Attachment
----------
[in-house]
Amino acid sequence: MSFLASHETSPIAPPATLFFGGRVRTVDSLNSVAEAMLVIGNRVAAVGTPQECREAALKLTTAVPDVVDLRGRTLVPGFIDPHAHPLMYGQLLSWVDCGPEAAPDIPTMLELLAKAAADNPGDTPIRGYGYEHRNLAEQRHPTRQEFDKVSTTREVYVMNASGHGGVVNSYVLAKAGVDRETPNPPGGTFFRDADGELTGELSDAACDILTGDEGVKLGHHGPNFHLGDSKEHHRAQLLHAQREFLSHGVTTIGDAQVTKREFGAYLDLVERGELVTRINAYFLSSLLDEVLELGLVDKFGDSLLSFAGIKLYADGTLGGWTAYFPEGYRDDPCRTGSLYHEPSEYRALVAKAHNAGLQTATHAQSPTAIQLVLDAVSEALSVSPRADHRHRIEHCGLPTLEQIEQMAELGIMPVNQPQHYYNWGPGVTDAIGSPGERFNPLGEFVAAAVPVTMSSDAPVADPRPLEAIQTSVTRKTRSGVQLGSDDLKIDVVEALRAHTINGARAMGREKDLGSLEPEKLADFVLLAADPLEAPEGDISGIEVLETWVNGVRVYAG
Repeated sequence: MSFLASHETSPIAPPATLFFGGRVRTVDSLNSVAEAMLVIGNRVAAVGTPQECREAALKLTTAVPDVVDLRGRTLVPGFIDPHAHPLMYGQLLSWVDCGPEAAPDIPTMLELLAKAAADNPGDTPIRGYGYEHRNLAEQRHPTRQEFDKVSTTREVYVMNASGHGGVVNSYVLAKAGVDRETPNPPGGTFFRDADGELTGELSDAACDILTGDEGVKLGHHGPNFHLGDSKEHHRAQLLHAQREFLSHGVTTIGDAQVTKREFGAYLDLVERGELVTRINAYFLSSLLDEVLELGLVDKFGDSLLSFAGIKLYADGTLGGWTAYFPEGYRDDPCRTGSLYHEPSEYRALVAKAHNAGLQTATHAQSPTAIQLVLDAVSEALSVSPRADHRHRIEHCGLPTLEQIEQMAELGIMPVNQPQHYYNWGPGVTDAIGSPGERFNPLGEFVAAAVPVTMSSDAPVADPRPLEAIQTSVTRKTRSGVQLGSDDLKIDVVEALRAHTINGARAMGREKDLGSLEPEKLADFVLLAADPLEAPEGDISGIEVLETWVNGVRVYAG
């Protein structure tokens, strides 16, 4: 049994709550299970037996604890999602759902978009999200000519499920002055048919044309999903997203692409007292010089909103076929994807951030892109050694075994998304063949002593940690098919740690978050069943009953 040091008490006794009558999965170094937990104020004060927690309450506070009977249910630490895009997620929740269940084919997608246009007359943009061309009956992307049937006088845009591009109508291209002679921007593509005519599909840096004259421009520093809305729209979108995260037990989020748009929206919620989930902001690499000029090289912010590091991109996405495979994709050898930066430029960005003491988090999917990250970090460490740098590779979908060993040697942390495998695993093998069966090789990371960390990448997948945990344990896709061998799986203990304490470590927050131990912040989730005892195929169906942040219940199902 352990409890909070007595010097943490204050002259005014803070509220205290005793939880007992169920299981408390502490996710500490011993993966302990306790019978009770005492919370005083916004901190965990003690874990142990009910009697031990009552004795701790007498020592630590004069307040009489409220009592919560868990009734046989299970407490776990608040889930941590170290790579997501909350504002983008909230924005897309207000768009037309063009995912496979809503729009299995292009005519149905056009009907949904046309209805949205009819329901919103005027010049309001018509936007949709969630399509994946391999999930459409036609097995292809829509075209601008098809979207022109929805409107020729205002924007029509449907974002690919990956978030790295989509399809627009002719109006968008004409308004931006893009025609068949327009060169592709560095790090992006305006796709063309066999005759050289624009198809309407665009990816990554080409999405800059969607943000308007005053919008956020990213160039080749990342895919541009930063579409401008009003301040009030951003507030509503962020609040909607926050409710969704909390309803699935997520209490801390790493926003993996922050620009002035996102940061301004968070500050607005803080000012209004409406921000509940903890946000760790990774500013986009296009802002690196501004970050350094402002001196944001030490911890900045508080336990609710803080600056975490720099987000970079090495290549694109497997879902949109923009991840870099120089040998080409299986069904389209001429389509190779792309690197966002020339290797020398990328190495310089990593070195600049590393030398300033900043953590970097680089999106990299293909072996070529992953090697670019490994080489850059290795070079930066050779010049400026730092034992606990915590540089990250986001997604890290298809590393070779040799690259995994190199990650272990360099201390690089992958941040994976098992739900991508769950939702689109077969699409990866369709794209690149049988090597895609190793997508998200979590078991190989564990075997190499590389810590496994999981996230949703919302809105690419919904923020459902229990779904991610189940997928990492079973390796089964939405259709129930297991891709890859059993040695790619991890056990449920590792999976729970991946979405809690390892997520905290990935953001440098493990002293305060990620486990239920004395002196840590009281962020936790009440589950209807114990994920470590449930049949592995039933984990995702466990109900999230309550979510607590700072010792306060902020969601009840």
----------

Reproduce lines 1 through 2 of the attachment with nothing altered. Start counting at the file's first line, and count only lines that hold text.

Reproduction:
[in-house]
Amino acid sequence: MSFLASHETSPIAPPATLFFGGRVRTVDSLNSVAEAMLVIGNRVAAVGTPQECREAALKLTTAVPDVVDLRGRTLVPGFIDPHAHPLMYGQLLSWVDCGPEAAPDIPTMLELLAKAAADNPGDTPIRGYGYEHRNLAEQRHPTRQEFDKVSTTREVYVMNASGHGGVVNSYVLAKAGVDRETPNPPGGTFFRDADGELTGELSDAACDILTGDEGVKLGHHGPNFHLGDSKEHHRAQLLHAQREFLSHGVTTIGDAQVTKREFGAYLDLVERGELVTRINAYFLSSLLDEVLELGLVDKFGDSLLSFAGIKLYADGTLGGWTAYFPEGYRDDPCRTGSLYHEPSEYRALVAKAHNAGLQTATHAQSPTAIQLVLDAVSEALSVSPRADHRHRIEHCGLPTLEQIEQMAELGIMPVNQPQHYYNWGPGVTDAIGSPGERFNPLGEFVAAAVPVTMSSDAPVADPRPLEAIQTSVTRKTRSGVQLGSDDLKIDVVEALRAHTINGARAMGREKDLGSLEPEKLADFVLLAADPLEAPEGDISGIEVLETWVNGVRVYAG